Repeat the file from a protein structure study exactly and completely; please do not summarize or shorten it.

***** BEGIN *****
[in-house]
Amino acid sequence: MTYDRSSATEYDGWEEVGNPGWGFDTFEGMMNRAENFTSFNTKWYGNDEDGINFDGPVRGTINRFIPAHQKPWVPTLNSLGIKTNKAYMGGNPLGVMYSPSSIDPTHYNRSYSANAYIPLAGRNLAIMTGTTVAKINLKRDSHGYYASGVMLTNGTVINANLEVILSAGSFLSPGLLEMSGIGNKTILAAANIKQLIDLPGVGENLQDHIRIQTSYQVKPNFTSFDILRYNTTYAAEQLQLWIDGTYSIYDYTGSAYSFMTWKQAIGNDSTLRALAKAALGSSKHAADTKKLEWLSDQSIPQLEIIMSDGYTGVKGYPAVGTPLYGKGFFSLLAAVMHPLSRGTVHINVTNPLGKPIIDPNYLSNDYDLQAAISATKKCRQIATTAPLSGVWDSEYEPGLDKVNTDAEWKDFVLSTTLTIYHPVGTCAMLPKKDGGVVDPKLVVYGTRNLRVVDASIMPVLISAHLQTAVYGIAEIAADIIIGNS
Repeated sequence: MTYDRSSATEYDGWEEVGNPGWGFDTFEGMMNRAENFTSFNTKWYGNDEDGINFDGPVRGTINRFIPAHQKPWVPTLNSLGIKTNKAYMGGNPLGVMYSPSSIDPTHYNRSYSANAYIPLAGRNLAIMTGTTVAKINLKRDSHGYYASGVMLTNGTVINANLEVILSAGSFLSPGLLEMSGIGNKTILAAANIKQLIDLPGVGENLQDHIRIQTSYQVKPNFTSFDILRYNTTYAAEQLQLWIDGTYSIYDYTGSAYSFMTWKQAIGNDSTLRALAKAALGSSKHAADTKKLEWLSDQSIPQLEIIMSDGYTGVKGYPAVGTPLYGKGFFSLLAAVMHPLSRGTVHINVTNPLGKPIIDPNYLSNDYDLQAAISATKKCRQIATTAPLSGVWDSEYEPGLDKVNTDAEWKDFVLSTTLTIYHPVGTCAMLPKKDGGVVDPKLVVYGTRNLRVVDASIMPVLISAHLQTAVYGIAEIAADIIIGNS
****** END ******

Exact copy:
[in-house]
Amino acid sequence: MTYDRSSATEYDGWEEVGNPGWGFDTFEGMMNRAENFTSFNTKWYGNDEDGINFDGPVRGTINRFIPAHQKPWVPTLNSLGIKTNKAYMGGNPLGVMYSPSSIDPTHYNRSYSANAYIPLAGRNLAIMTGTTVAKINLKRDSHGYYASGVMLTNGTVINANLEVILSAGSFLSPGLLEMSGIGNKTILAAANIKQLIDLPGVGENLQDHIRIQTSYQVKPNFTSFDILRYNTTYAAEQLQLWIDGTYSIYDYTGSAYSFMTWKQAIGNDSTLRALAKAALGSSKHAADTKKLEWLSDQSIPQLEIIMSDGYTGVKGYPAVGTPLYGKGFFSLLAAVMHPLSRGTVHINVTNPLGKPIIDPNYLSNDYDLQAAISATKKCRQIATTAPLSGVWDSEYEPGLDKVNTDAEWKDFVLSTTLTIYHPVGTCAMLPKKDGGVVDPKLVVYGTRNLRVVDASIMPVLISAHLQTAVYGIAEIAADIIIGNS
Repeated sequence: MTYDRSSATEYDGWEEVGNPGWGFDTFEGMMNRAENFTSFNTKWYGNDEDGINFDGPVRGTINRFIPAHQKPWVPTLNSLGIKTNKAYMGGNPLGVMYSPSSIDPTHYNRSYSANAYIPLAGRNLAIMTGTTVAKINLKRDSHGYYASGVMLTNGTVINANLEVILSAGSFLSPGLLEMSGIGNKTILAAANIKQLIDLPGVGENLQDHIRIQTSYQVKPNFTSFDILRYNTTYAAEQLQLWIDGTYSIYDYTGSAYSFMTWKQAIGNDSTLRALAKAALGSSKHAADTKKLEWLSDQSIPQLEIIMSDGYTGVKGYPAVGTPLYGKGFFSLLAAVMHPLSRGTVHINVTNPLGKPIIDPNYLSNDYDLQAAISATKKCRQIATTAPLSGVWDSEYEPGLDKVNTDAEWKDFVLSTTLTIYHPVGTCAMLPKKDGGVVDPKLVVYGTRNLRVVDASIMPVLISAHLQTAVYGIAEIAADIIIGNS